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Simulation Forgives – Reality Does Not; Driver Training in the Next 10 Years.

Pallavicini, M R

Driver Licensing & Training

2010

In spite of modern trends in driver training, which encourage the learner driver to experience a wide range of driving environments before getting their licence, there are many potential hazards for which the learner driver cannot be prepared through on-road training. Examples are:

• A kangaroo jumping into one’s path on the highways;

• Blinding rain or fog;

• Sudden sharp bends on our country roads framed by tall trees;

• Other traffic participants who don’t know, or even want to know, how to handle a roundabout;

• Impatient drivers overtaking on narrow and dangerous country roads;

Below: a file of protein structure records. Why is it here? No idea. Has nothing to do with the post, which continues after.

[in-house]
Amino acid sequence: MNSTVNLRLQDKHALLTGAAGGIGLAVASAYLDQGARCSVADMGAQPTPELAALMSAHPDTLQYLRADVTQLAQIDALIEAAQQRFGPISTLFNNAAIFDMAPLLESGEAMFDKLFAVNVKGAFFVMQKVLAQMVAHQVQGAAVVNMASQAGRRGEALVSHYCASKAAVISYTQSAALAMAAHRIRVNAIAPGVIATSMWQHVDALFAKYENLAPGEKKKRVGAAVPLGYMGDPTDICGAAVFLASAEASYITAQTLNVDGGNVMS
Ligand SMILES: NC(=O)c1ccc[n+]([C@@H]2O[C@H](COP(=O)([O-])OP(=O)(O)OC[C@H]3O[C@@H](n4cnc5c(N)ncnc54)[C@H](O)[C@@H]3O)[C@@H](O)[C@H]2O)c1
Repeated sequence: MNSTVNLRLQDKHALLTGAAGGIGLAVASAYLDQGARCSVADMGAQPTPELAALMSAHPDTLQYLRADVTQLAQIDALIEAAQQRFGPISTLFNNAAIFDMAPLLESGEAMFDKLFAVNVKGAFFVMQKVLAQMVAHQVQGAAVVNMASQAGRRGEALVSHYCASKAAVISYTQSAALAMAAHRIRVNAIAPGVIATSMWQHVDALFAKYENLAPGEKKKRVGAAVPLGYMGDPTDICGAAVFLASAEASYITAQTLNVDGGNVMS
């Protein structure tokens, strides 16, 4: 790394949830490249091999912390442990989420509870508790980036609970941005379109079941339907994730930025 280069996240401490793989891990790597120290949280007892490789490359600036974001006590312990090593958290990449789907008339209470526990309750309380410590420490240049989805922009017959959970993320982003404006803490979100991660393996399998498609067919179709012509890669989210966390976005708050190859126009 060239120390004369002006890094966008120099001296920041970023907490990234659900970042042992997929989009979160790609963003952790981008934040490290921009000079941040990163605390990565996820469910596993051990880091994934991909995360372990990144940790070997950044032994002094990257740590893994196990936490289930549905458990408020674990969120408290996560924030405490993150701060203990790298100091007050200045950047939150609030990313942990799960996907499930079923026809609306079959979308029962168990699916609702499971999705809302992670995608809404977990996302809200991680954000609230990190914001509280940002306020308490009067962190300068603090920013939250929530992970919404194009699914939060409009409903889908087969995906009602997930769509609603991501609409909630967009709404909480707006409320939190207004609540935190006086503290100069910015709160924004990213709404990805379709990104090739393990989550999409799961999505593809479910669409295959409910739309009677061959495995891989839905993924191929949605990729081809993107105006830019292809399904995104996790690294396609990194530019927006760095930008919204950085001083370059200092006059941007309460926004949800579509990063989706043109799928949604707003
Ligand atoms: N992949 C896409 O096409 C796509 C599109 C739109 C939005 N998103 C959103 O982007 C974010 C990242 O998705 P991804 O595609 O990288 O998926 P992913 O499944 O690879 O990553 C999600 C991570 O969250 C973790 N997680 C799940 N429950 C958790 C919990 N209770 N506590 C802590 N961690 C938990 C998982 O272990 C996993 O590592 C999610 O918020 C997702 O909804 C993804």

• A fast motor cycle passing a car and then turning sharp left;

• Driving in snow and hailstorms, on iced-up roads often called “black ice”;

• Overtaking long vehicles such as B-Doubles, particularly when the truck driver decides to speed up;

• Falling asleep behind the wheel;

• Driver distraction by the mobile telephone, text message or an interesting sight in the traffic lane next to you, etc;

• Interacting appropriately to the passage of emergency vehicles.

A driving simulator can produce any, all and more of these situations. Any damage occurring as a result of a hazard materializing in the simulator is “virtual”, i.e. confected illusion. The learner drive leaving the simulator might shake and tremble, but “Simulation forgives – the reality does not”. A driver beset by these hazards in an on-road situation might not survive or become a real risk.